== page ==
The American Federation of Teachers has partnered with Airlink and the Community Foundation of the Virgin Islands to bring nurses to conduct vision, hearing, and dental screenings for all 9,000 schoolchildren on the U.S. Virgin Islands.
Afya Foundation has committed to addressing the urgent medical needs of the elder population in Puerto Rico, by shipping immediate medical supplies and equipment to Acción Social’s 22 Elder Care centers, while providing training and capacity building to Acción Social staff.
Para la Naturaleza (PLN) has committed to launch Habitat, a comprehensive reforestation and habitat restoration program in Puerto Rico that aims to plant 750,000 native and endemic trees that are more resilient to natural phenomena such as hurricanes, and provide assessment and maintenance of newly planted areas.
Americares has committed to address mental health challenges in Puerto Rico in the wake of Hurricane Maria by providing training for 5,000 health workers, emergency responders, and social service providers across the island.
International Medical Corps has committed to support primary healthcare for school-aged children in Puerto Rico by procuring an additional Mobile Medical unit for Med Centro, allowing them to reach an additional five elementary and middle schools with comprehensive preventive health screenings, and providing training and capacity building to all Med Centro staff.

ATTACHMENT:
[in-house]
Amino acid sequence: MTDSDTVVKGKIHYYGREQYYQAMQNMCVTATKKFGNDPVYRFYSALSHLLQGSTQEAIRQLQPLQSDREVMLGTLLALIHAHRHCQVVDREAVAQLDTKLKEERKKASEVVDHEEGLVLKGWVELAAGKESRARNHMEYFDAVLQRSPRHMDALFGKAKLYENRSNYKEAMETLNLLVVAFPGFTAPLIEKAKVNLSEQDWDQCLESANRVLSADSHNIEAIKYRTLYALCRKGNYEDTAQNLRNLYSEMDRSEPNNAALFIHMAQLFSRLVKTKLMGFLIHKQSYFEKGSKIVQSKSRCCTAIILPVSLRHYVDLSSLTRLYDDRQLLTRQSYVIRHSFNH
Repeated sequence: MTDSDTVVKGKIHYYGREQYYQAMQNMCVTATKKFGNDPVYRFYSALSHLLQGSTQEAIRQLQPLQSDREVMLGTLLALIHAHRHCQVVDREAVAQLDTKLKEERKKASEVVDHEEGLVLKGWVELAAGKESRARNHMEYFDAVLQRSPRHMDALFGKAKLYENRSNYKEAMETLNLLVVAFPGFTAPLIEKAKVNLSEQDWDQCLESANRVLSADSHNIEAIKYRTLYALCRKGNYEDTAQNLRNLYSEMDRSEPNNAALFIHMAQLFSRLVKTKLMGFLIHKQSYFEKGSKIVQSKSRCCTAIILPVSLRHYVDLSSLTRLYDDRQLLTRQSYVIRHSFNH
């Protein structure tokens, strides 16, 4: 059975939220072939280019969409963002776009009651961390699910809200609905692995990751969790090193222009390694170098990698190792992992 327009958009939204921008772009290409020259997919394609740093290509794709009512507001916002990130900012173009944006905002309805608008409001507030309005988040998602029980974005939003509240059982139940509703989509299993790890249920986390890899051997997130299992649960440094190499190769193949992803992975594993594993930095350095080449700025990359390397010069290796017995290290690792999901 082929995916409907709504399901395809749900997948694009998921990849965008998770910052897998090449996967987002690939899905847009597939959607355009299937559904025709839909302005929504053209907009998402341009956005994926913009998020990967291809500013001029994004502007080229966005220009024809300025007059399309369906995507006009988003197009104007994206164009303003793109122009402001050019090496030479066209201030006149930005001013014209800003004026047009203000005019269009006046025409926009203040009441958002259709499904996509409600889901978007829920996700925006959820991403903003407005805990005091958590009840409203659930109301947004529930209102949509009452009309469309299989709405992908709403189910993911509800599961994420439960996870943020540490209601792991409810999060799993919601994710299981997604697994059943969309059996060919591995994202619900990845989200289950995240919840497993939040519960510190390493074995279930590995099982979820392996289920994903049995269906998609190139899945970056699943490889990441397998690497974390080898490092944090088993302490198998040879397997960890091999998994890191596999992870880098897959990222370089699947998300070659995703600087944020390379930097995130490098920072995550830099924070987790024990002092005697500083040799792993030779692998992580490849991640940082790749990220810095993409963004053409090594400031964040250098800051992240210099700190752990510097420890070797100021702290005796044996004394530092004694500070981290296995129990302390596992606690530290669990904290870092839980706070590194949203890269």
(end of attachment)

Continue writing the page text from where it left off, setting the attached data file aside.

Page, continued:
Digicel has committed to repair or rebuild seven schools and 360 homes in Dominica that were damaged or destroyed by Hurricane Maria, while also training 100 community members in building techniques and provide community workshops on risk mitigation and disaster preparedness.
Direct Relief, the Hispanic Federation, The Solar Foundation, and New Energy PR have committed to install solar or solar + storage systems at 12 primary care clinics in Puerto Rico, meeting critical energy needs at each site.
Clinton also announced a Commitment to Action in development, issuing a challenge to members of the Action Network to pre-position relief supplies for the upcoming hurricane season.
Dominica was battered by Hurricane Maria on September 18 while the U.S. Virgin Islands were battered by both Hurricanes Irma and Maria. The hurricanes across the Caribbean cost over $150 billion in damage last Fall. Some communities are still struggling to recover. In Puerto Rico, more than 150,000 are without power and many lack access to clean drinking water.
“If we do not address the fundamental issues contributing to climate change, we’re going to see a greater intensity of disasters like Hurricane Maria and Irma,” said PM Skerrit. “If the world continues to fail to address climate change, we must not only build back better, but we must improve the national resiliency of our islands. This meeting of the Clinton Foundation is helping to ensure that our efforts to become the first climate resilient nation in the world are system-wide, integrated and coordinated.”
One of the biggest challenges for recovery has been the lack of an emergency communications system as the next hurricane season quickly approaches.